O'Reilly Network wins a Jolt; SNAP Platform gets jolted.

Email.Email weblog link
Blog this.Blog this
Kevin Shockey

Kevin Shockey
Mar. 18, 2005 02:52 AM

Atom feed for this author. RSS 1.0 feed for this author. RSS 2.0 feed for this author.

URL: http://www.openlogic.com/news.php?content=pr0004...

2005 Software Development Jolt Awards

Software Development magazine has announced that the O'Reilly Network has won a Jolt award for the Websites and Developer Networks category. My congratulations to Bruce Stewart and all of the staff at O'Reilly Network for making such a great site. It's an honor to be associated with the best.

Running at full steam

During the past year I've been running the SNAP Development Center. An interesting little project, the SNAP Platform (our primary product) has been coming along and the road map looks exciting. Our vision was to bring to market an integrated Java open source development toolkit. We wanted to do for Java development what Red Hat did for Linux. Along the way we decided to differentiate ourselves in a couple of different ways. First, we employ college students from the Bayamon Campus of the Interamerican University of Puerto Rico as student software engineers; and we decided to make our stack completely open source. Thus we created a sub-project called the SNAP DK, which integrated SableVM, Jikes, and GNU CLASSPATH. The SNAP DK offers a completely open source Java-like replacement for the Sun JDK.

We released our second version and are already working on the next release. We have the SNAP DK and Eclipse in SNAP Platform 0.5, and for our next release we should add Tomcat and SwingWT. We already have several samples application that run on the SNAP DK and we're busy making more. Overall, we're making progress and intend to launch a commercial website for support. Sweet you might say. Well, I keep close tabs on the Venture Capital market when they fund open source projects. Today I found the most recent example, and the good news is that the venture capitalists like our idea for an integrated Java and open source software development toolkit. The bad news is that OpenLogic, Inc. had the same idea too.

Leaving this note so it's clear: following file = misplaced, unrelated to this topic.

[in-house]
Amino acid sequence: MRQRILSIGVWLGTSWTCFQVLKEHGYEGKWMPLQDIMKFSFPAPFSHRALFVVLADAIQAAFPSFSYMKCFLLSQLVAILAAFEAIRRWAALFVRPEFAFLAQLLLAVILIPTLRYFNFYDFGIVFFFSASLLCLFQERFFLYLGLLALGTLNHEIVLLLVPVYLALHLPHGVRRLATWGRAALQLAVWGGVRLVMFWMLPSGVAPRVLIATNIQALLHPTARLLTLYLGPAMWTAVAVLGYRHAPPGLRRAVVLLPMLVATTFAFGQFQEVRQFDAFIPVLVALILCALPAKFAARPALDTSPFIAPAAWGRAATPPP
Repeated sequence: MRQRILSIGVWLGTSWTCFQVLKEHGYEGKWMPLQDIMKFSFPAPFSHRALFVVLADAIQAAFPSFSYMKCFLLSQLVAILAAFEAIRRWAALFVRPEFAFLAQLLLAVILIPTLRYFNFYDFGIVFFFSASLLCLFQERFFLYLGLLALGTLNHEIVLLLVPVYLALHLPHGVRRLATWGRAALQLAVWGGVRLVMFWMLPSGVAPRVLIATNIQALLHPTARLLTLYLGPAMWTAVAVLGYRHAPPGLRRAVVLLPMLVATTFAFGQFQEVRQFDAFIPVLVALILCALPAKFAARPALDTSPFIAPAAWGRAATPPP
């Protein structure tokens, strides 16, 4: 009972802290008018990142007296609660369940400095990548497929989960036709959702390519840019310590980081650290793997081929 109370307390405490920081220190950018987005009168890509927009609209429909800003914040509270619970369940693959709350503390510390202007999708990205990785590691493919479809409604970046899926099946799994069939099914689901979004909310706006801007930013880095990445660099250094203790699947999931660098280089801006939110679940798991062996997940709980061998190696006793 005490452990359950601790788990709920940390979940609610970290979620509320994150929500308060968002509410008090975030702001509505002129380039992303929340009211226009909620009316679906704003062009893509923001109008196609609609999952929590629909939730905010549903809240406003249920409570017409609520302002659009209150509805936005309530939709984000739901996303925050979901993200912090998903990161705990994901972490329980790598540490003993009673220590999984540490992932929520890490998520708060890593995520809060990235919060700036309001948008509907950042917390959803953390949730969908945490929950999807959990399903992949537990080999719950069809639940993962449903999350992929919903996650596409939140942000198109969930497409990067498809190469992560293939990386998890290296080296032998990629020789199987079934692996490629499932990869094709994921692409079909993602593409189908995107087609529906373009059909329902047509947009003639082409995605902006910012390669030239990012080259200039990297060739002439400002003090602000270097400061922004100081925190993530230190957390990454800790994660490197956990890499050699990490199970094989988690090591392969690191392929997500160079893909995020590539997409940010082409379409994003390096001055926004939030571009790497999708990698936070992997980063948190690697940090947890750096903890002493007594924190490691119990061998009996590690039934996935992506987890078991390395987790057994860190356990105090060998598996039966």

OpenLogic Closes $4 Million VC Investment

Yesterday OpenLogic, Inc. announced that they had closed a $4 million Series A round of funding with Appian Ventures, Red Rock Ventures, Highway 12 Ventures and Village Ventures. At the same time they released version 3.1 of BlueGlue, their Open Source Infrastructure Management Suite.

We had previously identified BlueGlue as a potential competitor, as well as MyEclipse. They were one of the reasons we decided to choose the completely open source Java path. Hearing about the funding news yesterday waslike a punch right in the gut. At first it took my breath away, but after I recovered I knew I had to share OpenLogic's good fortune.

OpenLogic announced that they will use the funding to expand their development, sales and marketing efforts and to open new offices in Broomfield, Colorado in the Boulder-Denver High-Tech Corridor. I wish OpenLogic the best of luck with their new investment, and I'll be watching to see how they capitalize on this opportunity.

Hitting the wall

Well now what? Is this a really, really, bad thing? Probably. Is there any way this can be a good thing? Maybe. Does this mean that if we keep pushing and get a couple hundred support contract we can shop around for a couple of million? Another maybe. The history of venture capital actually suggests that this is possible. If open source companies continue to receive attention from the venture capitalists, it is entirely possible that multiple companies in the same niche could receive funding. In this scenario, it becomes a horse race. Who has assembled the best team and who executes their plan.

In addition to an influx of new funding, OpenLogic has also added saesoned software industry professionals to the management team. So to recount, they have a new professional jockey and are acquiring a thoroughbred software development team. Hmm. In the end it seems as if we are in an against all odds race. We are riding an unproven colt and we are still learning the jockeying reins. If we are going to compete, we have to work very hard, learn very quickly, and execute flawlessly. As entrepreneurs we have to analyze these aspects of our project and answer the big question: "Are we on a track that will lead to victory?" If not, then we probably should probably find a new track.

Kevin Shockey is an emerging high technology entrepreneur.